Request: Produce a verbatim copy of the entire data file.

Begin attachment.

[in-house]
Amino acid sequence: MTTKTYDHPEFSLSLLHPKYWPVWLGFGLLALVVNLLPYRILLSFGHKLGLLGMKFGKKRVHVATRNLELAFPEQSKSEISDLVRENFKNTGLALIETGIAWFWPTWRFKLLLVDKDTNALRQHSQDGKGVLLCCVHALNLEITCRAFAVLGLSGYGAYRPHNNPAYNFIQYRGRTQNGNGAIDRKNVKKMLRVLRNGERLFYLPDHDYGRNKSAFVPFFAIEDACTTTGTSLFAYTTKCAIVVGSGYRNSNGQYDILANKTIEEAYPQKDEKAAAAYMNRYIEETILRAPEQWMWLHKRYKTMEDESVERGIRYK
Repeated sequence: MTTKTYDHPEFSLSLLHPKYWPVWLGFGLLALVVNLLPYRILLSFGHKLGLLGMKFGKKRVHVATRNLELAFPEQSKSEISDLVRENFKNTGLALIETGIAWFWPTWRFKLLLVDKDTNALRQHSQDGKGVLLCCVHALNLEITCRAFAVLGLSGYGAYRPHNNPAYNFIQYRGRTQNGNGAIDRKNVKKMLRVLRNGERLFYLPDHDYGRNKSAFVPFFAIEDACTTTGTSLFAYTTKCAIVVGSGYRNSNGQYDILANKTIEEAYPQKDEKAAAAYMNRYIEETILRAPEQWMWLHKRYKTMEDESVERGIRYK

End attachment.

[in-house]
Amino acid sequence: MTTKTYDHPEFSLSLLHPKYWPVWLGFGLLALVVNLLPYRILLSFGHKLGLLGMKFGKKRVHVATRNLELAFPEQSKSEISDLVRENFKNTGLALIETGIAWFWPTWRFKLLLVDKDTNALRQHSQDGKGVLLCCVHALNLEITCRAFAVLGLSGYGAYRPHNNPAYNFIQYRGRTQNGNGAIDRKNVKKMLRVLRNGERLFYLPDHDYGRNKSAFVPFFAIEDACTTTGTSLFAYTTKCAIVVGSGYRNSNGQYDILANKTIEEAYPQKDEKAAAAYMNRYIEETILRAPEQWMWLHKRYKTMEDESVERGIRYK
Repeated sequence: MTTKTYDHPEFSLSLLHPKYWPVWLGFGLLALVVNLLPYRILLSFGHKLGLLGMKFGKKRVHVATRNLELAFPEQSKSEISDLVRENFKNTGLALIETGIAWFWPTWRFKLLLVDKDTNALRQHSQDGKGVLLCCVHALNLEITCRAFAVLGLSGYGAYRPHNNPAYNFIQYRGRTQNGNGAIDRKNVKKMLRVLRNGERLFYLPDHDYGRNKSAFVPFFAIEDACTTTGTSLFAYTTKCAIVVGSGYRNSNGQYDILANKTIEEAYPQKDEKAAAAYMNRYIEETILRAPEQWMWLHKRYKTMEDESVERGIRYK